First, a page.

Several months ago I saw Jay Baer with Convince & Convert present on how to get more customers for free using talk triggers. I was so taken by this concept, I just had to share it.
I personally believe that customer experience, both good and bad, triggers word of mouth which can have a tremendous impact on the future of a business.
I think most of us are already sold on the importance of word of mouth and referrals for our business, but if you need some convincing check out the Chatter Matters Infographic.
Let me ask you this - what can your brand do differently to trigger people to talk? Tough one to answer huh!
This is why Jay Baers' book "Talk Triggers" is so worth reading.
In this article, I will share some of the concepts Jay has written about that I believe can impact your business.
Let's start with the most obvious question first...
A talk trigger is a strategic choice to implement a consistent practice in your business that drives people to spread word of mouth.
Think of them as operational choices that are different and noticeable.
Have you ever been to The Cheesecake Factory? If you have, I'm sure you noticed their menu that's the size of a novel. It's got to be one the largest menus for any restaurant I've ever been to and it just so happens to be a great talk trigger.
To be effective, a talk trigger must meet four key requirements.
A talk trigger needs to be extraordinary and must make you stand out.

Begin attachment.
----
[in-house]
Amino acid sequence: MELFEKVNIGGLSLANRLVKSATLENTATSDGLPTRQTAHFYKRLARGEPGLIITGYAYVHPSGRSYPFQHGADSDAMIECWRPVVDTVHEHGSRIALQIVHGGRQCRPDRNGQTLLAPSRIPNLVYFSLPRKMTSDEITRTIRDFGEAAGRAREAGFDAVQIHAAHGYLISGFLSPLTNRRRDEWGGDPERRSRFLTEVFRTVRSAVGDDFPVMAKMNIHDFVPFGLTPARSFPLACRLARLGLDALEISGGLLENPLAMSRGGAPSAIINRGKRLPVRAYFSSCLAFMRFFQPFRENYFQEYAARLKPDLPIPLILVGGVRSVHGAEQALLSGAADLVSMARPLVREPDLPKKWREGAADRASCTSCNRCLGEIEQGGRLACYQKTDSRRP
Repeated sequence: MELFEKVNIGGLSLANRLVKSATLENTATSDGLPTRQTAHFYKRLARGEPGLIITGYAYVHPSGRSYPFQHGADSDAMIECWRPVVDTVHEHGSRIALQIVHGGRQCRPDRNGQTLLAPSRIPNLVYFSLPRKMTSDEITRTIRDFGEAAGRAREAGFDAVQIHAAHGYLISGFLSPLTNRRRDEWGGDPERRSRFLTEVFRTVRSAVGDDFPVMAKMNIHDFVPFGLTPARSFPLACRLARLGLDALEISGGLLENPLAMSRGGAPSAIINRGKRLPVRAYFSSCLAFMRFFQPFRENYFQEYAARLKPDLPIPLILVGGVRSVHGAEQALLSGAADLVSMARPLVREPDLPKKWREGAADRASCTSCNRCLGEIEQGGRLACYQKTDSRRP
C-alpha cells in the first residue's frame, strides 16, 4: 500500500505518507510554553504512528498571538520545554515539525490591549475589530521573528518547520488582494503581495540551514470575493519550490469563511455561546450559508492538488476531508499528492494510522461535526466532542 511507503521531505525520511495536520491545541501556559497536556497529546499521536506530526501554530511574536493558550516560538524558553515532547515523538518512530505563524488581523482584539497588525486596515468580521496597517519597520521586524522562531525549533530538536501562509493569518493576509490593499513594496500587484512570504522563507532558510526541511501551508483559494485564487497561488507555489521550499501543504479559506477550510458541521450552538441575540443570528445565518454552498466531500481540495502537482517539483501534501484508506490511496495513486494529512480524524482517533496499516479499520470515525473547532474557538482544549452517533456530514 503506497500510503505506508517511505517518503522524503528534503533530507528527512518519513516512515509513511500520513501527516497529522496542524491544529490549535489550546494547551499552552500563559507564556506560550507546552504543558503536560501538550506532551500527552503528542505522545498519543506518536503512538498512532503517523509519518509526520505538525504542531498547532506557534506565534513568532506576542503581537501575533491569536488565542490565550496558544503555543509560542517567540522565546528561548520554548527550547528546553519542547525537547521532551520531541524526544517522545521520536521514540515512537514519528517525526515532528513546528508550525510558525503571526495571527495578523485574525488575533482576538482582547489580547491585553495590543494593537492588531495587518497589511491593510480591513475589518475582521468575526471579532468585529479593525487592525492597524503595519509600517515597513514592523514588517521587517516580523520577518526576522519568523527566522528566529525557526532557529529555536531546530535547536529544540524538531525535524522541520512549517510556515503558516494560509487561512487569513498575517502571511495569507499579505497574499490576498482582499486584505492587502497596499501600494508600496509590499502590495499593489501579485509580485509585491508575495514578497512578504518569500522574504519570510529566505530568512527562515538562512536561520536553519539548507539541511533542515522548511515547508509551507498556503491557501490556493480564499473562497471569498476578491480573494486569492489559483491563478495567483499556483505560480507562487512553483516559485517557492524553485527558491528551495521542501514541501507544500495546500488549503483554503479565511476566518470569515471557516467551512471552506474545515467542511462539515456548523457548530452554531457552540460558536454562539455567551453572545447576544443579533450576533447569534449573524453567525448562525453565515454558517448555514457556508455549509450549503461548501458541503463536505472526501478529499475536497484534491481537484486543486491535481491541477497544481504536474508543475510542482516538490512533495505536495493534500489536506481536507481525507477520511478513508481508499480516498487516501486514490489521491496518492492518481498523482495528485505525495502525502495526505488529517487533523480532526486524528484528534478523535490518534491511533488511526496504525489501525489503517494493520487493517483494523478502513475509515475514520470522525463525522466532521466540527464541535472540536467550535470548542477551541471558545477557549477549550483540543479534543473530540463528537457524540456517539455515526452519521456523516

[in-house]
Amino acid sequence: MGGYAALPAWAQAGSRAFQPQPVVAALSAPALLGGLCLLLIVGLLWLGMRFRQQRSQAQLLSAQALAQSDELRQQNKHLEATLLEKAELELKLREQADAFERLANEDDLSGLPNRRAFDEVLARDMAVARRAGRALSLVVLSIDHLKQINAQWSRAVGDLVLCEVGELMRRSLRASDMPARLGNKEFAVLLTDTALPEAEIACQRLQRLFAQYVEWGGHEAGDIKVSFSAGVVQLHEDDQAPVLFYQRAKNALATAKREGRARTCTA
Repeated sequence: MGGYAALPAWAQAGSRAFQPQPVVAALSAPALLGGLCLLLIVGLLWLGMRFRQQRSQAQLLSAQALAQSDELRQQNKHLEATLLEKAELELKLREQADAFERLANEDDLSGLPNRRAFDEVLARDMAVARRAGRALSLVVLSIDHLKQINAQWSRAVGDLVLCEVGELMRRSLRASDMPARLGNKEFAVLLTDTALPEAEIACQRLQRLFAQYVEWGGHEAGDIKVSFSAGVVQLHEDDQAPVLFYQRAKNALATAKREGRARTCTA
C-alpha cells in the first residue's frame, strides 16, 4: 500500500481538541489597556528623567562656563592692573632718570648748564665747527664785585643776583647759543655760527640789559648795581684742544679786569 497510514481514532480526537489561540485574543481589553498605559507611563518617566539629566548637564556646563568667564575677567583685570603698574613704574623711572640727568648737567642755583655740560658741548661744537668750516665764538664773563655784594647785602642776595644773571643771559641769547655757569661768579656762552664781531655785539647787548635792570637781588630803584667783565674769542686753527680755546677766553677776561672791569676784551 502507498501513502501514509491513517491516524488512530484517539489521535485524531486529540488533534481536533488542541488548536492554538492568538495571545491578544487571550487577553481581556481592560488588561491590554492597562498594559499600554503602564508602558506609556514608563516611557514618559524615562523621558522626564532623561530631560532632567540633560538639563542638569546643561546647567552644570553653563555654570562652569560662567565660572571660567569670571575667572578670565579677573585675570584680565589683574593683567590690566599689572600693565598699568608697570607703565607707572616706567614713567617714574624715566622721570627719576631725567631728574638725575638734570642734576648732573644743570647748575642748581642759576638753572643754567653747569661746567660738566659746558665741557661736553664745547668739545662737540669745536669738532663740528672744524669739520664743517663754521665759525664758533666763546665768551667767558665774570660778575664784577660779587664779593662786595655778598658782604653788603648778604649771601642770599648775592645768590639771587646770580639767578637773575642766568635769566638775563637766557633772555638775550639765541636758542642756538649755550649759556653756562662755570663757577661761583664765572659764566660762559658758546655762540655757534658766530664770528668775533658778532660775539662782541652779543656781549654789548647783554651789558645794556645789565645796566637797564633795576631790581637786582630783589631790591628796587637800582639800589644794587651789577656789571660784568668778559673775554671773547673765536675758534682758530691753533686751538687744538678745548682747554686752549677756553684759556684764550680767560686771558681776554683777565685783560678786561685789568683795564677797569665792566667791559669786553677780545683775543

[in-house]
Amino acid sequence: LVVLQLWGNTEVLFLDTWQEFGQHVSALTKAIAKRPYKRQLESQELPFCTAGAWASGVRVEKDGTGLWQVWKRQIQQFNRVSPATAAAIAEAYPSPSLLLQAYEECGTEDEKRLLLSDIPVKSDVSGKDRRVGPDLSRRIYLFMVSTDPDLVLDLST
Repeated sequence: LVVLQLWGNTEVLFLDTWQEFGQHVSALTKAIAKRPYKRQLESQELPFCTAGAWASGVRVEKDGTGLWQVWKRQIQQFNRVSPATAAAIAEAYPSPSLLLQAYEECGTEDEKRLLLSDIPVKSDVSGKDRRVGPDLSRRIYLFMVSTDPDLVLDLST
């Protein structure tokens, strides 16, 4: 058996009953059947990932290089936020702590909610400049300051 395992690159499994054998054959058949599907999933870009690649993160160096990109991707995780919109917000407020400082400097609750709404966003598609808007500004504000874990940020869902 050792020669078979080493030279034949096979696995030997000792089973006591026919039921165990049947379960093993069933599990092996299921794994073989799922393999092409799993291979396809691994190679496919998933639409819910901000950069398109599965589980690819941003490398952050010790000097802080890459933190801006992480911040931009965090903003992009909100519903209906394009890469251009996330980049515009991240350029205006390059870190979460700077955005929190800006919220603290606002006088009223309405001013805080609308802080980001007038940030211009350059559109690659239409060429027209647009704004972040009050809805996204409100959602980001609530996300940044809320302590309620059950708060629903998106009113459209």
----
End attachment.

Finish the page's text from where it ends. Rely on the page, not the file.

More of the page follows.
You must think in terms of exceeding expectations. A talk trigger will help people spread word of mouth about your company.
They will typically spread the word by saying things like:
What can you do that would encourage customers to talk about your company like this?
Your talk trigger needs to be relevant to your business and/or your customer. Doing something for the sake of standing out isn't a talk trigger unless it's relevant.
This is an exaggeration, but...if an electrician gave every customer a nice watch at the end of every job it might be cool, but it's not necessarily a talk trigger because it has no relevance to the business or customer.
It's also not reasonable, which leads to the next point...
Trust plays a huge role in talk triggers. Your talk trigger must be reasonable enough to not cross the very thin line between trust and doubt.
In the example I gave above, the client would start to doubt why the electrician gave them a nice watch for fixing a faulty wire.
If people might say something like "that's not possible" or "why would they do that" when speaking about your talk trigger it's most likely not reasonable.
If your talk trigger is available to everyone, every time, then you have a good one.
If it's something you reserve for your "platinum" customers or they need to qualify in some way to get it, then it's not a talk trigger. It's that simple.
You should not exclude any customer from your talk trigger!
You've got choices when it comes to talk triggers. Here are the different types you can choose from:
Can you deliver more usefulness, convenience, or practicality than your customers expect? If so, you might want to use this type of talk trigger to get more customers.
Can you put your company in the customer's shoes and treat them with more warmth and understanding than they could possibly expect? If so, this one might be your bag.
Can you deliver more than your customers expect? If you're leaning towards this one just remember it must be reasonable to be considered a talk trigger.
Can you respond to customer inquiries within 5-minutes? How about delivering your product or service on the same day?